Mentioning her co-leader, Xonzy Gaddis ’22, Romo said: “We’re thinking about adding the senator position to cab[inet], like, permanently.”

CBS and ISO leaders appointed a representative from people already in their cabinet. In the CBS cabinet, all members are first-years except for co-leaders Taylor Powell ’21 and Raven McClendon ’22. Powell explained that they wanted someone with experience, and since McClendon is already involved in SGA as a senator, they decided Powell should take the position. “We kind of decided that it probably be best that I be the representative for CBS because … we know the ropes of running our organization.”

For ISO, the choice was more difficult. Due to limitations imposed by the College, only students living in the United States can be paid for their work. Therefore the pool of options for ISO was greatly decreased. This is an issue which also affects ACSU and SOL, as well as other groups whose members are in different parts of the world.

“I personally know people who … would possibly have taken up the Senate position, but if they’re overseas they can’t do it. So even in doing Senate during this time, it also marginalizes people who are part of MLC groups who are international students,” said Barnett.

ISO’s cabinet found it difficult to gauge which students were in the U.S. and which were not. “Students don’t have access to who’s where. … Whether someone’s back home or, like, outside the U.S or in the country — even whether they’re on campus … we’re not supposed to know that,” said Secretary Vidush Goswami ’21.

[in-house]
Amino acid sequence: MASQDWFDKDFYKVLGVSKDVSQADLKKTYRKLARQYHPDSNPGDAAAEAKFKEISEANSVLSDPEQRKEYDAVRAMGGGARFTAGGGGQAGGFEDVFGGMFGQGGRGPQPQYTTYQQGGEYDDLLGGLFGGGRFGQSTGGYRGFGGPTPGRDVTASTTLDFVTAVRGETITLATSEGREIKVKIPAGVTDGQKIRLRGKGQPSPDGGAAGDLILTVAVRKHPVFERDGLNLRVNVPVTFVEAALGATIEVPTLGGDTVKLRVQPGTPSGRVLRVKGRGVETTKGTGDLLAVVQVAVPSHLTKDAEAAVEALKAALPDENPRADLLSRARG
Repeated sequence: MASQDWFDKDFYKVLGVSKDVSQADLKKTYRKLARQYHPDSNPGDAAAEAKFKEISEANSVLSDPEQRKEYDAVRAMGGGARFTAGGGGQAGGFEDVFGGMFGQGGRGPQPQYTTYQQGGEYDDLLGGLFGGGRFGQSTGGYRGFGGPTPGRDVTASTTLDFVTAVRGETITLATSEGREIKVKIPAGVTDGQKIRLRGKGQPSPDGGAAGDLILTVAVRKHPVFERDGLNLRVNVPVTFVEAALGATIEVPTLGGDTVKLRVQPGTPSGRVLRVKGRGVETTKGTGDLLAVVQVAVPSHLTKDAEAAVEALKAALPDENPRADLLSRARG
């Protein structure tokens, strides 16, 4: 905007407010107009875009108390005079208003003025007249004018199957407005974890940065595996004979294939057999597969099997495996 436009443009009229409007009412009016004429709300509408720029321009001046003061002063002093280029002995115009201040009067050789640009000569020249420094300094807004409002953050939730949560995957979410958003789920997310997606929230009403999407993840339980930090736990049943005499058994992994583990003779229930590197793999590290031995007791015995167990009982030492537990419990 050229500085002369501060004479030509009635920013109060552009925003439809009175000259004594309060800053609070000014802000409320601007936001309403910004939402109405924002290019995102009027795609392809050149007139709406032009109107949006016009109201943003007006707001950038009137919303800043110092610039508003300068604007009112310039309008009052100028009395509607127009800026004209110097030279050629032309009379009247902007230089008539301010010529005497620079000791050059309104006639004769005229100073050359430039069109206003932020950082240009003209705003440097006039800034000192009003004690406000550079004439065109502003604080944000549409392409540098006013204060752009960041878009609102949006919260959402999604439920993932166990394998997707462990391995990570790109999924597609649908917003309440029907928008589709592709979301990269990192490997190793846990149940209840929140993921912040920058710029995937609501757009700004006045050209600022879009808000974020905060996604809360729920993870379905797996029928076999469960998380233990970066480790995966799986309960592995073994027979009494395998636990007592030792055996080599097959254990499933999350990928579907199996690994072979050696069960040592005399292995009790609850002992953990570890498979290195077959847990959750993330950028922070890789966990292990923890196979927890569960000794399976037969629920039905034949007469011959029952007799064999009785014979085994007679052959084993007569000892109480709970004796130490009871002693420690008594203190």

ISO leadership then decided the best thing would be to appoint someone in the cabinet and give the opportunity to people who did not have experience with SGA.

“We really wanted to give others a chance, because three of us are seniors and we’ve all been Senators before,” wrote President Puravi Nath ’21 in a Facebook message to The S&B. “Those who are younger, we felt they should get a chance.”  The appointed member is Treasurer Sarah Wig ’23, who will be living on-campus for Fall Term 2.

I personally know people who … would possibly have taken up the Senate position, but if they’re overseas they can’t do it. So even in doing Senate during this time, it also marginalizes people who are part of MLC groups who are international students.
– ACSU co-leader Avery Barnett ’21

“That’s something that we definitely need to be talking with the administration and HR [about], … figuring out why we can’t pay international students if they’re not in the country, and, like, how we could get around that if we could,” said Houston.

Differences in appointment processes aside, the leaders of these organizations agreed that having MLC representatives in Student Senate will have a positive and definitive impact on their organizations. Apart from including their voices more permanently in decision-making processes, they spoke to the benefits of having the support of SGA.

“It’ll have a really good impact,” said Powell. “We can definitely get a lot of our demands out there to the College, and with SGA supporting us, it’ll be just that much easier.”

However, MLC leaders say that there is still work to be done in formalizing the contributions of MLC groups to student life. Batyah Selis ’21, Chalutzim co-leader, explained: “It is a kind of weird setup, where, like, everyone’s kind of doing work, and only one person will get paid.”

Members of SGA cabinet also acknowledged this issue and said that they are looking to pay MLC groups equitably for the work they do on campus. “I think that’s definitely something that we need to, like, brainstorm and think about more,” said Houston. She explained that there needs to be a collaboration between SGA and MLC group leaders to see where they could use support and where SGA can find room in the budget, as well as advocating to the administration to get them paid.

“I feel confident that we could find a way to compensate them fairly for the work that they do,” said Katai.